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Review: Frivolity and substance drive 'One Slight Hitch' at American Stage

One Slight Hitch, a comedy by Lewis Black, follows a family in chaos on the day of daughter Courtney’s wedding as her former boyfriend shows up.
One Slight Hitch, a comedy by Lewis Black, follows a family in chaos on the day of daughter Courtney’s wedding as her former boyfriend shows up.
Published Jul. 14, 2015

ST. PETERSBURG — We often assess theatrical works, and even make choices about which ones to see, by the adjectives attached to them: a light or dark comedy, a wrenching or uplifting drama.

As much as we might allow such thumbnail phrases to push us to click "Add to Cart" and buy tickets, we secretly hope the show will outdo its description and be more than the same warhorse you saw 20 years ago but with a different cast.

One Slight Hitch, the last production of the season by American Stage, is a light comedy. Lewis Black, who you might know from The Daily Show, wrote it in the early 1980s after a series of darker one-acts, prompting some purists to accuse him of selling out.

Black revised it over the decades, not to make it more current but to firmly affix the play in 1981. The set at American Stage by Greg Bierce includes a disco ball, which drives the nostalgia home during scene changes. Director Gavin Hawk, who doubles as sound designer, takes advantage of these darkened interludes to play Bruce Springsteen (Hungry Heart), Rick Springfield (Jessie's Girl) or Kim Carnes (Bette Davis Eyes, the number-one song of 1981).

The music plays as narrator P.B. Coleman (Regan Moore) dances to her Walkman. She's the kid sister of Courtney, a writer who is to be married that day in the home of her upper class parents.

Most of the action follows the plot lines of a sitcom or farce, full of calamity and dashed expectations. The driver of the plot is not Courtney, the bride, or even artist vagabond Ryan (Jordan Foote), her former boyfriend who stops by the house the day of her wedding, fresh off a hike in the mountains.

The heating element that brings the comedy to a boil is Delia Coleman (Karel K. Wright), Courtney's mother, a control freak who is determined to pull off the perfect wedding. She is enamored by Harper (Brian Shea), the clinical psychologist who has somehow swept Courtney off of her previously "unsweepable" feet.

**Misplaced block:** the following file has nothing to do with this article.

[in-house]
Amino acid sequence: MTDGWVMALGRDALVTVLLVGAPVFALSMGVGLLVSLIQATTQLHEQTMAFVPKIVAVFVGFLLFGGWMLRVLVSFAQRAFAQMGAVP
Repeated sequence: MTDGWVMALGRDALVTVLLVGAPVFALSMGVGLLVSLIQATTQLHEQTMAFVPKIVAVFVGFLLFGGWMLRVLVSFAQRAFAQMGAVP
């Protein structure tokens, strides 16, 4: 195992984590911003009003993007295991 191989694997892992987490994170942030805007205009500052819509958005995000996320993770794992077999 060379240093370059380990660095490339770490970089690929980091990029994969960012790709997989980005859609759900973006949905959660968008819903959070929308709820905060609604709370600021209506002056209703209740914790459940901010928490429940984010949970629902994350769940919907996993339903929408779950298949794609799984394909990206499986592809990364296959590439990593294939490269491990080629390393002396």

For most of the first act, Delia frets over the florist's arrival while others try to hide the fact Ryan is wandering the house in a towel, waiting for his clothes to come out of the dryer.

Watching and sometimes contributing to the chaos are Courtney's father, Doc Coleman (Brian Webb Russell), and friend Melanie, a hard-drinking nurse played by Jonelle Marie Meyer. Actors unabashedly go for over-the-top hilarity. In one scene, for example, Melanie crawls along the top of the couch in an attempt to seduce Ryan. In another, the entire family restrains an increasingly unhinged Delia, who has grabbed a fire poker.

Thankfully, this zaniness is balanced by thoughtful commentary on whether the kind of romantic love captured in the World War II generation, sweetly realized by Doc and Delia, is even possible anymore. A mesmerizing performance by Wright brings out hidden jewels within the script.

Granted, the silliness it also contains can try patience. You wait for the play to turn into something, preferably something that is not wacky — because beneath all of the zaniness lurks good dialogue and promise — and this production eventually delivers. Jennifer Christa Palmer, as Courtney, skillfully seizes on those moments when hi-jinx give way to substance, and guides this play home.

The fact that she and the surrounding cast can do that shows that there was a method to the madcap after all. The unlikely messages left in its wake also show that One Slight Hitch is more than just another comedy, if not much more.

Contact Andrew Meacham at ameacham@tampabay.com or (727) 892-2248. Follow @torch437.